Vernon Coleman

I've recently received a good deal of mail about an article I wrote about ecstasy for The Sun.

In the article, written nearly two decades ago when ecstasy had first become popular and was the latest craze in discos everywhere, I explained that the drug was potentially dangerous and should be avoided.

Many of my recent correspondents have criticised me for warning about ecstasy. I've been accused of `scaring' people who wanted to take it, of worrying the general public and users and of `creating a moral panic'.

I make no apologies whatsoever and stand by everything I wrote about ecstasy.

The textbooks show that my fears were entirely justified. As a former GP and hospital doctor I have seen the human damage. I suspect the parents, relatives and friends of Leah Betts and Sian Sadler (both of whom died after taking ecstasy) would agree with my fears.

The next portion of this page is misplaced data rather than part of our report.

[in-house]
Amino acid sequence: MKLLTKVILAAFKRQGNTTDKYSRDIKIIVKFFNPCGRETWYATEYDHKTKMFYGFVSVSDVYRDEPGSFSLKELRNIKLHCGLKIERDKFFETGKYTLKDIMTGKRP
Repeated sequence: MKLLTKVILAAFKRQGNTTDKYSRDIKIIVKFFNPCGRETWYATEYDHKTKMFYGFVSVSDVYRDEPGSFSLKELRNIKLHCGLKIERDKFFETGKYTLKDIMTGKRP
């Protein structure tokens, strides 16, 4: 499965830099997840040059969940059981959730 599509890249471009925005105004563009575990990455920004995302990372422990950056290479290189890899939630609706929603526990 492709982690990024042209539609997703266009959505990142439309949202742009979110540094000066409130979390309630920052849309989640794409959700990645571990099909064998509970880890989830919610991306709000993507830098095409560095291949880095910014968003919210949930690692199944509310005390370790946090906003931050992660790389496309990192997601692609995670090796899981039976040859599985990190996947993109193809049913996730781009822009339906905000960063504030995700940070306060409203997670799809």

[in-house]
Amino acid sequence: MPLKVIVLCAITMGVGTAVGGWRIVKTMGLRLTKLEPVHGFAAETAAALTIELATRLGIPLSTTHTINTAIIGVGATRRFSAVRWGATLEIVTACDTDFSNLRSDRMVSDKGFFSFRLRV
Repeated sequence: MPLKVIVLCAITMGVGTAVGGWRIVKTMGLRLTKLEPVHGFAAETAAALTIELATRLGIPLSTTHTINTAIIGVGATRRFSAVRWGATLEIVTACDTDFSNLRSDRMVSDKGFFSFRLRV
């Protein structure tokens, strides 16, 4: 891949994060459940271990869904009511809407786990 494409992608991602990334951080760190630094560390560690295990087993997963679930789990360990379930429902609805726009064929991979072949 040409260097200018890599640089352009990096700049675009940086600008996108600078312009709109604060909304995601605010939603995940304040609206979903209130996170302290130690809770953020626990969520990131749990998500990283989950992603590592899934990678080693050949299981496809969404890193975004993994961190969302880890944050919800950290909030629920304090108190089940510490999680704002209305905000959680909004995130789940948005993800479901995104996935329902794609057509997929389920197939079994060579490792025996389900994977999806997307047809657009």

Those who now oppose my warnings on ecstasy might like to examine their consciences.

I hope and believe that my article - and my warning - saved lives.

If I scared people into not taking this awful and dangerous drug I am delighted.

The message is simple. Ecstasy kills. Only the gullible take it. Only crooks sell it. And only fools defend it.

Note: Vernon Coleman has been calling for the decriminalisation of drugs for over 30 years - on the grounds that this is the best way to reduce drug addiction. His book The Drugs Myth is available free for reading on this Web site.

Copyright Vernon Coleman 2005